I am not planning to do the science/math lesson plan because I want to push myself to think in the context of the other disciplines. Looking at the options for the science section, though, I am reminded of a couple of the challenges with online science class sites. First, is figuring out which exercise can be used for my class in the time frame I have to dedicate to that topic. Second, is figuring out if asking students to do a particular lab at home makes sense. I’m all for having students videotape themselves doing the lab and getting credit for doing a lab that way. Digital evidence gets points in my book. Some of the “labs” I found online, however, are either really difficult, use dangerous equipment, or don’t make sense / are not worth the time. In contrast, some of the labs are awesome and I’d happily ask students to do them as homework.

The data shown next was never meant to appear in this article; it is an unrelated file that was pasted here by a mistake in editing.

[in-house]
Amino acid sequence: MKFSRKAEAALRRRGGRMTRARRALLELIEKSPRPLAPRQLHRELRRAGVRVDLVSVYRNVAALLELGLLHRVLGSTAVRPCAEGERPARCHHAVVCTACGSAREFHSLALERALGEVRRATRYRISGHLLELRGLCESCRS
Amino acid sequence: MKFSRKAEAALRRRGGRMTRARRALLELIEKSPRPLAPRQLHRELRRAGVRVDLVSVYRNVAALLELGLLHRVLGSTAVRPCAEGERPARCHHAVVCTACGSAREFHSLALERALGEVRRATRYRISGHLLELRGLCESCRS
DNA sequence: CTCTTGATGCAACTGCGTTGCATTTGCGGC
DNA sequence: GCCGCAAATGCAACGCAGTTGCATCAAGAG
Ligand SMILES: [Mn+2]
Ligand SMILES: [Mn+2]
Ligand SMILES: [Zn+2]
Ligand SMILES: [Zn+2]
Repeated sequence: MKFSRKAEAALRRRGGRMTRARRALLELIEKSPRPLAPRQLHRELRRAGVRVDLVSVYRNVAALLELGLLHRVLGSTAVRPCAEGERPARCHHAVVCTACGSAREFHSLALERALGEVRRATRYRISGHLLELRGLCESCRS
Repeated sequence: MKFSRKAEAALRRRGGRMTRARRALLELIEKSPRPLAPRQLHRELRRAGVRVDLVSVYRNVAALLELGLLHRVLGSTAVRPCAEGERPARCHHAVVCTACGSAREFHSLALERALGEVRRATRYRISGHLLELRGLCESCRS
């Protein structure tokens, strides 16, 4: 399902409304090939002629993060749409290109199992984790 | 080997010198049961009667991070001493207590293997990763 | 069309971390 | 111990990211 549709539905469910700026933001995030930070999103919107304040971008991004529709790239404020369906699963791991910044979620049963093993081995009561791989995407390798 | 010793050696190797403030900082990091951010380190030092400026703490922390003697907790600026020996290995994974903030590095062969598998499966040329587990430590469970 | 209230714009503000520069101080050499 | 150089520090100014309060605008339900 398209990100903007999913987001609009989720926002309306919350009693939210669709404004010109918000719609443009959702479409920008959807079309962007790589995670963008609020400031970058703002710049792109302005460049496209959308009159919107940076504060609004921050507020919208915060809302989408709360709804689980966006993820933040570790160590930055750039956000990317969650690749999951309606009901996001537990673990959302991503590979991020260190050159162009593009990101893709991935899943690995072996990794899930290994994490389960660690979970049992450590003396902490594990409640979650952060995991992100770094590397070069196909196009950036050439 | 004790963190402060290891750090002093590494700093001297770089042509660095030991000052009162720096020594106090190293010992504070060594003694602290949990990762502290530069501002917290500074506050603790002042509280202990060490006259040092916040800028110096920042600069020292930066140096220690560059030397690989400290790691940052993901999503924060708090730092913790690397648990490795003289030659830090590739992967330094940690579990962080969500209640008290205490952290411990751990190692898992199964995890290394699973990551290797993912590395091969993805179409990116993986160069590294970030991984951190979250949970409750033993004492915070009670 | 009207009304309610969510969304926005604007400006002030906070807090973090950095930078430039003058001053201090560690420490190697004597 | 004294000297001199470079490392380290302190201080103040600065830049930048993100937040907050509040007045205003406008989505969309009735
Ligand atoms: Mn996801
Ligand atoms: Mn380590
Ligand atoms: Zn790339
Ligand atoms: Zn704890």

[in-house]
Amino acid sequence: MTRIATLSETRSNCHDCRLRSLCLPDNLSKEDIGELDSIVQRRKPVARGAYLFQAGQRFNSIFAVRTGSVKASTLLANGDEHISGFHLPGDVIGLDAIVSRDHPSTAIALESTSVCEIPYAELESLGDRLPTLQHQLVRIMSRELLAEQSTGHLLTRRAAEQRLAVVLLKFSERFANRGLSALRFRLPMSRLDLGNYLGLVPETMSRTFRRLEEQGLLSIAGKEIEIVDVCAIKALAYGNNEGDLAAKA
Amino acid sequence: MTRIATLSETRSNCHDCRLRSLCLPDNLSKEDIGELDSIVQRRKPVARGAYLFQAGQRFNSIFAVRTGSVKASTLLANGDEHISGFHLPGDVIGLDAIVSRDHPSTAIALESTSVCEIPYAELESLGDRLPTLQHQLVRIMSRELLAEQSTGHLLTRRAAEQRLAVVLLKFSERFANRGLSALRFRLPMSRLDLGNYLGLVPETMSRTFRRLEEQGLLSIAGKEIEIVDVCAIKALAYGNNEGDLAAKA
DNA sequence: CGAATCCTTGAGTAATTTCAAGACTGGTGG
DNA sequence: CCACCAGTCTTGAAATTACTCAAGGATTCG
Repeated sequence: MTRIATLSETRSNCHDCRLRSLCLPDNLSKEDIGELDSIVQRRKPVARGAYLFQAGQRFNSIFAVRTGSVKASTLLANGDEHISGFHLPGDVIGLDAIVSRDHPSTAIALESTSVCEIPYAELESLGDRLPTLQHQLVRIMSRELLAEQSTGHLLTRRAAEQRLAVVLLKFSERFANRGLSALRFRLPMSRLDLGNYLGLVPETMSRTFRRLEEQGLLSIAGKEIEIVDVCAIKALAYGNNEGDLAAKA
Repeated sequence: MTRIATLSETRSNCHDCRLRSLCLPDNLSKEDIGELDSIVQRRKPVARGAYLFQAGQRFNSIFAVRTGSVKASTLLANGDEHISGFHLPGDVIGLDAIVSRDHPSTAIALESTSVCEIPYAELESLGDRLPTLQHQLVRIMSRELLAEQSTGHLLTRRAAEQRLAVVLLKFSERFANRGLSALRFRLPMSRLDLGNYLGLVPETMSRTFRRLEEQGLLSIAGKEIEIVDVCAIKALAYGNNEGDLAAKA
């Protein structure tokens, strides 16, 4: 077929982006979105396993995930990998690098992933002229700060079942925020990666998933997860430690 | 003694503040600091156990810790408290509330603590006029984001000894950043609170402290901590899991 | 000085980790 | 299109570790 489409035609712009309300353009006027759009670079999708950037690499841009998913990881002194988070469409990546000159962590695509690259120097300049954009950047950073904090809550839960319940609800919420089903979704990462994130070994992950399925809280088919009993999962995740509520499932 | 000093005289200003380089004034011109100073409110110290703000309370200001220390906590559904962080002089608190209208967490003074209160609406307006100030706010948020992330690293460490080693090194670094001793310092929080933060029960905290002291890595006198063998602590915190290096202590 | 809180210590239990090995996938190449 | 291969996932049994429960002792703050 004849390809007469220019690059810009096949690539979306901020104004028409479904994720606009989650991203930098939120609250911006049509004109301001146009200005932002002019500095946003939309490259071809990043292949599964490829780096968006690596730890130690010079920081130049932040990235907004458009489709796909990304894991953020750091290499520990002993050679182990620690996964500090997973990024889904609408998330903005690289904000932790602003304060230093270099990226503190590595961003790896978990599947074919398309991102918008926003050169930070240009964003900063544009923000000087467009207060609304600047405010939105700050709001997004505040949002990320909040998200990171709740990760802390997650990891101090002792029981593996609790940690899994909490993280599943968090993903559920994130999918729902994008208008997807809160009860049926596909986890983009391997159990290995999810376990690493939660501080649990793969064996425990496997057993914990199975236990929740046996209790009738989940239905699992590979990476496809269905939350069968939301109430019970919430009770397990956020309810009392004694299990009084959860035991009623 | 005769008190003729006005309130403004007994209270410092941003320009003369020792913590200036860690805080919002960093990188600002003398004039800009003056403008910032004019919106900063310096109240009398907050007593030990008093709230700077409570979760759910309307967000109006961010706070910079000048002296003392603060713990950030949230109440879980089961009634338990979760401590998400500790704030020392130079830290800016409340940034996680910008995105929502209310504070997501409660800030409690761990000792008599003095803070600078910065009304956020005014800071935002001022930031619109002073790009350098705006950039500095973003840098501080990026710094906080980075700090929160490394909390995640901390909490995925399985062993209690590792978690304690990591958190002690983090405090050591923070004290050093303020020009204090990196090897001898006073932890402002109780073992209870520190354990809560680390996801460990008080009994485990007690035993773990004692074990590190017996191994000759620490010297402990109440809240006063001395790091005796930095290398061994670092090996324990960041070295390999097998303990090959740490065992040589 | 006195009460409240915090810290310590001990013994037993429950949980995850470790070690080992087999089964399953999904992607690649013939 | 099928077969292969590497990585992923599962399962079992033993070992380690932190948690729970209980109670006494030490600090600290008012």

How to fix these issues? Hire the right people to do the job. I’ve applied to work for companies that do virtual explanations or virtual labs, but nobody has hired me to be a teacher consultant or a designer. I know how we’ve been taught about ADDIE and how you need to get stakeholder input. I seriously think they have not gotten authentic teacher input for much of the virtual stuff that is out there for serious science teachers to use. I participated, voluntarily, for anything I could get involved with when I was in the classroom. I trial tested the Living by Chemistry curriculum so I know it works with kids. I’m not going to denigrate the students I taught, but I can tell you I did not teach in a monetary wealthy area. I got paid in 2013 to draft a virtual community college chemistry e-textbook, but I have a feeling my ideas were so anti-mainstream, that that is the reason they did not ask me to continue on the project. Traditional chemistry works in the classroom because it makes sense. It does not make sense online because kids don’t actually do any chemistry in a virtual class. Teaching them the names and uses of equipment is the easiest way to turn off a student taking a virtual chemistry course. I digress…